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Tuesday, December 19, 2017

Thoughts to Ponder Over Winter Break

Winter break is the perfect time to curl up in the big armchair in front of the fireplace with a hot mug and a plate of yummy snacks. Sound good right about now? Perfect. First, take some time to breath, release all of that stress, and reflect on everything you have to be grateful for. And while you're there, here are a few more thoughts to ponder that will help the rest of your school year go more smoothly.

1. Long Range Plans

You've made it partway through the year. Maybe you went in with a plan for the year mapped out. Maybe you didn't. If there's one thing you do for your teaching over break, make it this one: take stock of what you've covered so far this year, and figure out how to cover everything else before the end of the year.

This may sound like a gigantic, impossible task, but it doesn't have to be. Sit down and make a list of the most important concepts and skills students need to have by the end of each grade/class (or pull out your pre-made list if you already made one or have something you use from your state/national standards, district curriculum, or textbook series). Next to each item, put a quick ranking:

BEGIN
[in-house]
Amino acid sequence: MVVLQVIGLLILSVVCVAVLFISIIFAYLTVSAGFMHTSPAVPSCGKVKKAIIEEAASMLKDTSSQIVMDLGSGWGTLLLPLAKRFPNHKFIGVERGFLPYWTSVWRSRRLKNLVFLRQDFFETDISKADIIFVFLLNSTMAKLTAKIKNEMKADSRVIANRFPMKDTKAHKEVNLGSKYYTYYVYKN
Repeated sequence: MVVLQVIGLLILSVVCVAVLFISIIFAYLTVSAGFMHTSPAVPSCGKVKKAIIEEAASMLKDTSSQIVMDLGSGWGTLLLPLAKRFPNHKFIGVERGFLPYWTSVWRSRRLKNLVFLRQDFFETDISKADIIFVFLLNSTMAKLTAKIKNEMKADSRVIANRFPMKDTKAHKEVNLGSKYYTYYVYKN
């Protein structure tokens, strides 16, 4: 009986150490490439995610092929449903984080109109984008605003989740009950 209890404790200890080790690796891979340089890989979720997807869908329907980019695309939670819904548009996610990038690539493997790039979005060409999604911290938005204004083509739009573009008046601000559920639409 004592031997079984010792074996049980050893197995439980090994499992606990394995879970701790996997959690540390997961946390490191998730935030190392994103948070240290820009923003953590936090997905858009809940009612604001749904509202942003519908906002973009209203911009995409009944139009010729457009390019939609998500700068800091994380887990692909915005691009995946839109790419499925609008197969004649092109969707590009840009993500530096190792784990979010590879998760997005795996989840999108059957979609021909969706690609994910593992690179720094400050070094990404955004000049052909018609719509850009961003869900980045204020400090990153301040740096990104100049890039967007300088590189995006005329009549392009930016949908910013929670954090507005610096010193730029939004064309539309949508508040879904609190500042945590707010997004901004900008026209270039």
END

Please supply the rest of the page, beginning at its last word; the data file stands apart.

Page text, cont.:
0 = haven't touched it yet
+ = started but they need more work
✓ = they've got it- just need to review for the rest of the year

Now write out (on the computer or on paper) each month left in the year (hint: don't include the last month. That month should be for review and catch-up) with space to write under each month. Look at your calendar to check for things like testing, long holidays, concerts, or other events. Plan around those- here are some ideas for ways to "keep teaching" when you are forced to focus on specific content or working under other constraints. Now go back to your list, and start filling in the skills and concepts you'll teach each month, taking into account 1) the priority level of the skill/concept and 2) the best way to sequence your instruction.

There. Now you can go into the rest of the school year with the confidence of knowing you're not going to be scrambling to introduce half notes in May.

Want to dive a little deeper? Still overwhelmed or confused on how to plan out your year? If you haven't already, please read through my post on lesson planning from the broad to the specific, sign up for my free Lesson Planning Made Awesome email course, or make your life easier and purchase my plans for the entire year.